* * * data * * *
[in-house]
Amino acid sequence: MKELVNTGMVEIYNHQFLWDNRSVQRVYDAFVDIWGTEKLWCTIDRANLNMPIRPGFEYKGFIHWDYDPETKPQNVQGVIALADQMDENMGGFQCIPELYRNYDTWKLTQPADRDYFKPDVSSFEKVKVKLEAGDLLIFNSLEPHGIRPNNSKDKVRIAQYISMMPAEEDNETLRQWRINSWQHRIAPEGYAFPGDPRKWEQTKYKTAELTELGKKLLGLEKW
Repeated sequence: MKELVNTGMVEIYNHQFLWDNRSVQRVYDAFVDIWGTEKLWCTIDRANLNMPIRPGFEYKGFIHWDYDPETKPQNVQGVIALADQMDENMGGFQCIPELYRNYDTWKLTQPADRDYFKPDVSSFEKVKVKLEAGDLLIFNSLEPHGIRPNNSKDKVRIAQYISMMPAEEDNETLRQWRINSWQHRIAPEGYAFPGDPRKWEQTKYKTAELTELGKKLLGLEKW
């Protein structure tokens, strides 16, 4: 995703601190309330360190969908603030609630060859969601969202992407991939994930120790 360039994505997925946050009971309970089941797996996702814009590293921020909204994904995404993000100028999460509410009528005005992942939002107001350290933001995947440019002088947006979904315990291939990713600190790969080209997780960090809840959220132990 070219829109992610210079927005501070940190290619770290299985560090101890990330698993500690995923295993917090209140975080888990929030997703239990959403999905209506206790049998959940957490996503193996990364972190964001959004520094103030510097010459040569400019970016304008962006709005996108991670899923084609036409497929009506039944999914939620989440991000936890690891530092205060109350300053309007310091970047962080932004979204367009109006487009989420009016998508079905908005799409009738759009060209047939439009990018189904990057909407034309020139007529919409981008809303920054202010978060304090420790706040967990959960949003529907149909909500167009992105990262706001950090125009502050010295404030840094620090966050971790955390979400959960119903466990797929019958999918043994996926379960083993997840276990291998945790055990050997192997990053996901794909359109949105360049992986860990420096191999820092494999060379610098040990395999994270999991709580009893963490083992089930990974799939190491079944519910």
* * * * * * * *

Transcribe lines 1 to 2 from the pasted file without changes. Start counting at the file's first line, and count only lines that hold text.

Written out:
[in-house]
Amino acid sequence: MKELVNTGMVEIYNHQFLWDNRSVQRVYDAFVDIWGTEKLWCTIDRANLNMPIRPGFEYKGFIHWDYDPETKPQNVQGVIALADQMDENMGGFQCIPELYRNYDTWKLTQPADRDYFKPDVSSFEKVKVKLEAGDLLIFNSLEPHGIRPNNSKDKVRIAQYISMMPAEEDNETLRQWRINSWQHRIAPEGYAFPGDPRKWEQTKYKTAELTELGKKLLGLEKW